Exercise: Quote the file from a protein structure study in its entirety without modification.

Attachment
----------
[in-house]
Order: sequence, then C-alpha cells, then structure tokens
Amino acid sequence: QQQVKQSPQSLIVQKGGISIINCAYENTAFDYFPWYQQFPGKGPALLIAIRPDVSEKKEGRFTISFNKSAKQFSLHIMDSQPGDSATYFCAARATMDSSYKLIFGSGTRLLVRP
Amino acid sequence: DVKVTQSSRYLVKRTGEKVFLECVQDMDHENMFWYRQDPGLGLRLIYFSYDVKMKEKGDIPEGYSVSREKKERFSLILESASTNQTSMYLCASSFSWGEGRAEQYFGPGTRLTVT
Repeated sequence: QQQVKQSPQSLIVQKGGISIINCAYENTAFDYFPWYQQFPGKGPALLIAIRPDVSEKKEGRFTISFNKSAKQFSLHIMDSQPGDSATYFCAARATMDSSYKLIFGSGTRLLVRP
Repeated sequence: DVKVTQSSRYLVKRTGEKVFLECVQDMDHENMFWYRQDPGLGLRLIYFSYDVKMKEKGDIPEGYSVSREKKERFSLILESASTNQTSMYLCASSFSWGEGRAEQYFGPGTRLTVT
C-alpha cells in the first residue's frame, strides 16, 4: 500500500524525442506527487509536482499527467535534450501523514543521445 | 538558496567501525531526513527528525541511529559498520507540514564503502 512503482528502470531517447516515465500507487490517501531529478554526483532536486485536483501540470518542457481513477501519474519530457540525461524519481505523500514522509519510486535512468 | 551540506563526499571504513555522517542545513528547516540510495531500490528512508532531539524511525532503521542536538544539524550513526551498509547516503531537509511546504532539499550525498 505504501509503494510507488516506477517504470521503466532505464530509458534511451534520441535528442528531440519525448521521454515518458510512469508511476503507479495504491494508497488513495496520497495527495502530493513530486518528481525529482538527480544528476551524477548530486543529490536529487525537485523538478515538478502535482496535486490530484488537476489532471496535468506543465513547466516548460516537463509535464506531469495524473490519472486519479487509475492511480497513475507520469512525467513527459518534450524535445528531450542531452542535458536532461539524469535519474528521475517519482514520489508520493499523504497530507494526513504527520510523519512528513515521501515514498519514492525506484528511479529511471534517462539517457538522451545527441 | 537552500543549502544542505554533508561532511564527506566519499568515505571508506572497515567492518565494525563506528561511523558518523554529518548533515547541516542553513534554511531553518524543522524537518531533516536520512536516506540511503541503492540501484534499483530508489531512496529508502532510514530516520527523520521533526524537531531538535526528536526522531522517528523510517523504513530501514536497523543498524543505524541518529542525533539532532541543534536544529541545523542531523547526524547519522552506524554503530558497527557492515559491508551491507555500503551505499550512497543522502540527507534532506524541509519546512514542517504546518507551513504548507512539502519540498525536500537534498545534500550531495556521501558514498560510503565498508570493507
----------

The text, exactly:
[in-house]
Order: sequence, then C-alpha cells, then structure tokens
Amino acid sequence: QQQVKQSPQSLIVQKGGISIINCAYENTAFDYFPWYQQFPGKGPALLIAIRPDVSEKKEGRFTISFNKSAKQFSLHIMDSQPGDSATYFCAARATMDSSYKLIFGSGTRLLVRP
Amino acid sequence: DVKVTQSSRYLVKRTGEKVFLECVQDMDHENMFWYRQDPGLGLRLIYFSYDVKMKEKGDIPEGYSVSREKKERFSLILESASTNQTSMYLCASSFSWGEGRAEQYFGPGTRLTVT
Repeated sequence: QQQVKQSPQSLIVQKGGISIINCAYENTAFDYFPWYQQFPGKGPALLIAIRPDVSEKKEGRFTISFNKSAKQFSLHIMDSQPGDSATYFCAARATMDSSYKLIFGSGTRLLVRP
Repeated sequence: DVKVTQSSRYLVKRTGEKVFLECVQDMDHENMFWYRQDPGLGLRLIYFSYDVKMKEKGDIPEGYSVSREKKERFSLILESASTNQTSMYLCASSFSWGEGRAEQYFGPGTRLTVT
C-alpha cells in the first residue's frame, strides 16, 4: 500500500524525442506527487509536482499527467535534450501523514543521445 | 538558496567501525531526513527528525541511529559498520507540514564503502 512503482528502470531517447516515465500507487490517501531529478554526483532536486485536483501540470518542457481513477501519474519530457540525461524519481505523500514522509519510486535512468 | 551540506563526499571504513555522517542545513528547516540510495531500490528512508532531539524511525532503521542536538544539524550513526551498509547516503531537509511546504532539499550525498 505504501509503494510507488516506477517504470521503466532505464530509458534511451534520441535528442528531440519525448521521454515518458510512469508511476503507479495504491494508497488513495496520497495527495502530493513530486518528481525529482538527480544528476551524477548530486543529490536529487525537485523538478515538478502535482496535486490530484488537476489532471496535468506543465513547466516548460516537463509535464506531469495524473490519472486519479487509475492511480497513475507520469512525467513527459518534450524535445528531450542531452542535458536532461539524469535519474528521475517519482514520489508520493499523504497530507494526513504527520510523519512528513515521501515514498519514492525506484528511479529511471534517462539517457538522451545527441 | 537552500543549502544542505554533508561532511564527506566519499568515505571508506572497515567492518565494525563506528561511523558518523554529518548533515547541516542553513534554511531553518524543522524537518531533516536520512536516506540511503541503492540501484534499483530508489531512496529508502532510514530516520527523520521533526524537531531538535526528536526522531522517528523510517523504513530501514536497523543498524543505524541518529542525533539532532541543534536544529541545523542531523547526524547519522552506524554503530558497527557492515559491508551491507555500503551505499550512497543522502540527507534532506524541509519546512514542517504546518507551513504548507512539502519540498525536500537534498545534500550531495556521501558514498560510503565498508570493507